Farm dinners have become a popular facet of “agritourism,” with farms working with chefs to bring “farm to table” dining back to the source. Dozens are held each year just in the Chicago food region alone. But most of the participating farms are well out in the country, requiring a day trip or an overnight stay. That location is what makes The Talking Farm’s dinner on Sept. 10 distinctive. The farm is just outside Chicago’s city limits and a short Sunday drive for most residents of the metropolitan area.
Tim Magner works to integrate food education with fun through Chicago-based programs such as Nature’s Farm Camp. He reports that the longterm decline in the quality and nutrition in school food is being reversed, in sync with the rise of the Good Food movement. More school gardens, more cooking classes, more efforts by many administrators to find healthier choices for students. In his article below, Tim describes the positive impact that is having for our nation’s schoolchildren and our food system in general.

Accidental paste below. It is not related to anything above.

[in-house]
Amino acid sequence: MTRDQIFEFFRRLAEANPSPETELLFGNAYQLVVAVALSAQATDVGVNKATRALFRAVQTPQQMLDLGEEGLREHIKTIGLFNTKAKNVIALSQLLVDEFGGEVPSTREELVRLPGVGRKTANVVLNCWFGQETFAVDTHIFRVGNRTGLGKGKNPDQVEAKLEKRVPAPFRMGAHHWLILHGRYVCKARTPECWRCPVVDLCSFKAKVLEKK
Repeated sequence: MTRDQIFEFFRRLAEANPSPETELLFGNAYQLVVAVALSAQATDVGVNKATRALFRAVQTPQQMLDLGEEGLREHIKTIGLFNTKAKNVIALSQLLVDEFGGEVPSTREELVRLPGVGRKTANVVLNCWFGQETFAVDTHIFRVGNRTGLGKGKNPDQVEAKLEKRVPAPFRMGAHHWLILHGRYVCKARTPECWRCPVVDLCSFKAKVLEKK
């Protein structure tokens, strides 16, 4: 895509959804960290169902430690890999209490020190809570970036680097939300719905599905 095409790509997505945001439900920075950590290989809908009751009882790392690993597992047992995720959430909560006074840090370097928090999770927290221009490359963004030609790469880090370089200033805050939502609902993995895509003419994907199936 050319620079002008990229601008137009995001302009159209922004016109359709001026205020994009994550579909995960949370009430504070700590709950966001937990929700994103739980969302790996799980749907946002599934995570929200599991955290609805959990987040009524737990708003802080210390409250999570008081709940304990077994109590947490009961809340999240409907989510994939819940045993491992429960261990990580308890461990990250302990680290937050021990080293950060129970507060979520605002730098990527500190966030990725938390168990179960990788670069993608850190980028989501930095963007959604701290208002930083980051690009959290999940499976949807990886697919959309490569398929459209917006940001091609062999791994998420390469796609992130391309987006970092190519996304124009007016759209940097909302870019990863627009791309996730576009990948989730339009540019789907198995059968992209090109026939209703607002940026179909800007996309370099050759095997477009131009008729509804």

A new federal farm bill is on course to be enacted as early as next year. Sustainable farmers and Good Food advocates would have needed to be on guard to protect these programs under any circumstances. But with the volatile political environment in Washington, D.C., supporters of these programs will need to be especially engaged. The National Sustainable Agriculture Coalition has been the leading federal policy advocates for the Good Food movement for 30 years. Wes King, an NSAC policy specialist explains the political landscape for the 2018 farm bill and what advocates need to do to prepare.